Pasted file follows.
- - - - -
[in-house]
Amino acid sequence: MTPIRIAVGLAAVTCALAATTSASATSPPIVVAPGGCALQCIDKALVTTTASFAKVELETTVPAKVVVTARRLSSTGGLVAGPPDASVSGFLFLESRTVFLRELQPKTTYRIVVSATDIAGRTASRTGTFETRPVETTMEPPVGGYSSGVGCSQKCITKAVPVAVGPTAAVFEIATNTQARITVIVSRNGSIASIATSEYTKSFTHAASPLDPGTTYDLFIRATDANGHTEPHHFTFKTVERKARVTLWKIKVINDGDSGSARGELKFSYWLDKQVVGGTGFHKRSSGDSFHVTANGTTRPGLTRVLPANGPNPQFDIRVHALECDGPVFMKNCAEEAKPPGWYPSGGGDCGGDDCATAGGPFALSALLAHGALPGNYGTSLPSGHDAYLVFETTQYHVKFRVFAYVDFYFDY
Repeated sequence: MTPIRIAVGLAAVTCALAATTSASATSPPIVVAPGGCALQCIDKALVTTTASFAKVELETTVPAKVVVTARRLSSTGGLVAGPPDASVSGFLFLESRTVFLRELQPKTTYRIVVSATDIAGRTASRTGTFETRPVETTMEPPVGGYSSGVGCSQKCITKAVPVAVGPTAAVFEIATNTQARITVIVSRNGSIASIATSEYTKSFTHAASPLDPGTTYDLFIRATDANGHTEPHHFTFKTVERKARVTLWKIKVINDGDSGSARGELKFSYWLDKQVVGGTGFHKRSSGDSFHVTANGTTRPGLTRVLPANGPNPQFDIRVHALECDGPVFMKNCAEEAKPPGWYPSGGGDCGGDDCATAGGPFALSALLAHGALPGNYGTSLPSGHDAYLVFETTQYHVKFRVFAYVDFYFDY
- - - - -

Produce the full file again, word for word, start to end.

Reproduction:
[in-house]
Amino acid sequence: MTPIRIAVGLAAVTCALAATTSASATSPPIVVAPGGCALQCIDKALVTTTASFAKVELETTVPAKVVVTARRLSSTGGLVAGPPDASVSGFLFLESRTVFLRELQPKTTYRIVVSATDIAGRTASRTGTFETRPVETTMEPPVGGYSSGVGCSQKCITKAVPVAVGPTAAVFEIATNTQARITVIVSRNGSIASIATSEYTKSFTHAASPLDPGTTYDLFIRATDANGHTEPHHFTFKTVERKARVTLWKIKVINDGDSGSARGELKFSYWLDKQVVGGTGFHKRSSGDSFHVTANGTTRPGLTRVLPANGPNPQFDIRVHALECDGPVFMKNCAEEAKPPGWYPSGGGDCGGDDCATAGGPFALSALLAHGALPGNYGTSLPSGHDAYLVFETTQYHVKFRVFAYVDFYFDY
Repeated sequence: MTPIRIAVGLAAVTCALAATTSASATSPPIVVAPGGCALQCIDKALVTTTASFAKVELETTVPAKVVVTARRLSSTGGLVAGPPDASVSGFLFLESRTVFLRELQPKTTYRIVVSATDIAGRTASRTGTFETRPVETTMEPPVGGYSSGVGCSQKCITKAVPVAVGPTAAVFEIATNTQARITVIVSRNGSIASIATSEYTKSFTHAASPLDPGTTYDLFIRATDANGHTEPHHFTFKTVERKARVTLWKIKVINDGDSGSARGELKFSYWLDKQVVGGTGFHKRSSGDSFHVTANGTTRPGLTRVLPANGPNPQFDIRVHALECDGPVFMKNCAEEAKPPGWYPSGGGDCGGDDCATAGGPFALSALLAHGALPGNYGTSLPSGHDAYLVFETTQYHVKFRVFAYVDFYFDY